June 7, 2011

Survivor: GC Election Edition

How many ballots does it take to NOT elect a young adult clergy person as a delegate to General Conference in Iowa? 


I shouldn't start that way. That's the tired exhaustion of a very long day.  I should start with the absolute excitement that our conference, today, on our 12th and final ballot, elected three young adult clergy persons as delegates to jurisdictional conference (and therefore as GC alternates) and has also elected two young adult laity as jurisdictional conference delegates and 1 youth and 1 young adult laity as general conference delegates. 

Yes, I'm harping on the young adults.  There aren't so many of us and we are the future of this church.  We are the ones who are going to have to figure out a way to be disciples of Jesus Christ in the next 10 - 20 years.  And we are ready and willing and able to start figuring this stuff out right now. 

For three days now, we have gone through ballots.  The laity had a much easier time of it, but with 42 clergy delegates and 7 spots, the journey was a bit slower for us clergy folk. 

At one point, a motion was made to eliminate any nominee who had less than 40 votes (will roughly 450 clergy voting, roughly 225 votes were needed for election).  Little by little, our options got fewer and fewer, solidifying our vote.

As a nominee, it was a very strange experience. 

I think I might have run for one elected position ever in high school. I don't think I won.  I was the president of the Religious Life Council at Simpson, but I can't remember if that was a peer-elected sort of thing or not.

Photo by: Hawkins

But to be on the ballot for 11 straight votes... and to see every single time your name up there on the projection screens with numbers behind it ... was nuts.  It felt like some strange, tamed down version of Survivor... 40 votes or less and you just don't make the cut. *piff* your candle is put out.

The thing that felt the most awkward about the whole thing is that there is no electioneering.  No campaigning aside from the bios. We couldn't throw our support behind other candidates or talk about why people would make excellent choices - except amongst the people you chatted with face to face. No comments about the slate as it came up.  No arguments were supposed to be made about the fact that the first three folks we elected were all middle aged white men (although someone slipped that one in... and although they will all be wonderful delegates) or that we elected absolutely no delegates under the age of 50 (at least as I have been told).  So I sat there, and people kept coming up and saying - I voted for you because you are a young adult!  and  I had enough votes most times to just keep pushing on... and by the end, although I felt like withdrawing my name so that we could at least reach a consensus on the final GC delegate, I couldn't because it felt like I was carrying all of our young clergy hopes and expectations on my shoulders.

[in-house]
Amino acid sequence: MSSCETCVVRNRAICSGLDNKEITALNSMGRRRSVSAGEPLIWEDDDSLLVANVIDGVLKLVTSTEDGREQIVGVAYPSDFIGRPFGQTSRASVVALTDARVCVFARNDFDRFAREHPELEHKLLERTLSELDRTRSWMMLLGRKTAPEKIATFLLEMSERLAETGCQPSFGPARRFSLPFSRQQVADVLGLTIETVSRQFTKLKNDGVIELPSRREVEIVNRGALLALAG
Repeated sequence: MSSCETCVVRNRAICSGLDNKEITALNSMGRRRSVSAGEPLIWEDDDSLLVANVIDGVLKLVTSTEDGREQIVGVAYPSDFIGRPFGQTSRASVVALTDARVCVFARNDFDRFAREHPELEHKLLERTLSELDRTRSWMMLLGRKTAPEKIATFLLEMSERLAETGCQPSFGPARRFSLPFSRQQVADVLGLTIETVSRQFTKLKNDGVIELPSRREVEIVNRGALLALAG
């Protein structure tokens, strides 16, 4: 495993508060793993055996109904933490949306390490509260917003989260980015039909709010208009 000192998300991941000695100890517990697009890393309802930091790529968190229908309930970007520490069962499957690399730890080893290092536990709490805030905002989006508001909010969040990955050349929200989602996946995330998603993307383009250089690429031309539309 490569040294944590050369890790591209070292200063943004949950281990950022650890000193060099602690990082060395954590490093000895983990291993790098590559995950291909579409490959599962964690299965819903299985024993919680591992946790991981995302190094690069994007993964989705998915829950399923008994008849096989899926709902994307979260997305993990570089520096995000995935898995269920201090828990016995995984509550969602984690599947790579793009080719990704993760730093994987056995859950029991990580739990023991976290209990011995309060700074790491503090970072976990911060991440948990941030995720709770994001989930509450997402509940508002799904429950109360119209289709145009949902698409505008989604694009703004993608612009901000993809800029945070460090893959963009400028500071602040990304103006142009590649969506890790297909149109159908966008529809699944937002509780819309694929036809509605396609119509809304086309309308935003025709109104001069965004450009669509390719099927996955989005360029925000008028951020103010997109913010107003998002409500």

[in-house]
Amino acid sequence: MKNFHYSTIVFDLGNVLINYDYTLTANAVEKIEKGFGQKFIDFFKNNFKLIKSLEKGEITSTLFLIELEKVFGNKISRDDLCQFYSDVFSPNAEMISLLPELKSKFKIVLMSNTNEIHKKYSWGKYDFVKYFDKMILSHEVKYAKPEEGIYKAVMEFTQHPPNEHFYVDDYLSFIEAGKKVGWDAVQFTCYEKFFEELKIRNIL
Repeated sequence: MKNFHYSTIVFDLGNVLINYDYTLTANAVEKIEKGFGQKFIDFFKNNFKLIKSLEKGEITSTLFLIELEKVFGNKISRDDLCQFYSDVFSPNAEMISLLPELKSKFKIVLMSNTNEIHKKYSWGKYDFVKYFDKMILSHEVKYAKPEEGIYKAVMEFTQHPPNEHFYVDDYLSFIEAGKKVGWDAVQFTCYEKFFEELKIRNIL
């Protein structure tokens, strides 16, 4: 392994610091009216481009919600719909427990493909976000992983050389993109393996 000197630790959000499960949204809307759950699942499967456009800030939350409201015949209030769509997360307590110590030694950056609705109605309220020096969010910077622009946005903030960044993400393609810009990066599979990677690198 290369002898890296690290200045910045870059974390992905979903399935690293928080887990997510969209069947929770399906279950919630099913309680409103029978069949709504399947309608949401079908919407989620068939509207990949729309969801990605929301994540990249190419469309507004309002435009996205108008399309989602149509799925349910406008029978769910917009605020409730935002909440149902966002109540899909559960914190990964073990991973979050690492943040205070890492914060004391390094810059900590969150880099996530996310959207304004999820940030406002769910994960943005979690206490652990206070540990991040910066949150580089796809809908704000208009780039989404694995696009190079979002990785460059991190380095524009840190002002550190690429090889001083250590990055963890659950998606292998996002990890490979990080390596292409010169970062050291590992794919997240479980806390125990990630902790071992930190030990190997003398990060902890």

At the end of the night, I ended up being elected second as a jurisdictional delegate from Iowa.  I think that also means I will have the honor of serving as a general conference delegate and all of my nerdy, conference loving, legislative tweaking, holy conferencing excitement is peaked.  But it is also humbling and I feel blessed to have the opportunity to speak and to vote as a delegate from Iowa. 

Congratulations to everyone who was elected!!!


  1. Congratulations, Katie. I was hoping you would slide up there and get in, but alas. As long as your name was there you were on my ballot. And not Just because you were a young adult, but because I has read your heart here and thought you would be a good voice to hear.

  2. Congratulations, Katie. I know you'll be a great blessing to your delegation.
    It took us Alaskans 18 ballots to finally decide on our one spot. I agree. It is unsettling to see numbers after your name like some horserace. I look forward to seeing you and the rest of the Iowa delegation at GC.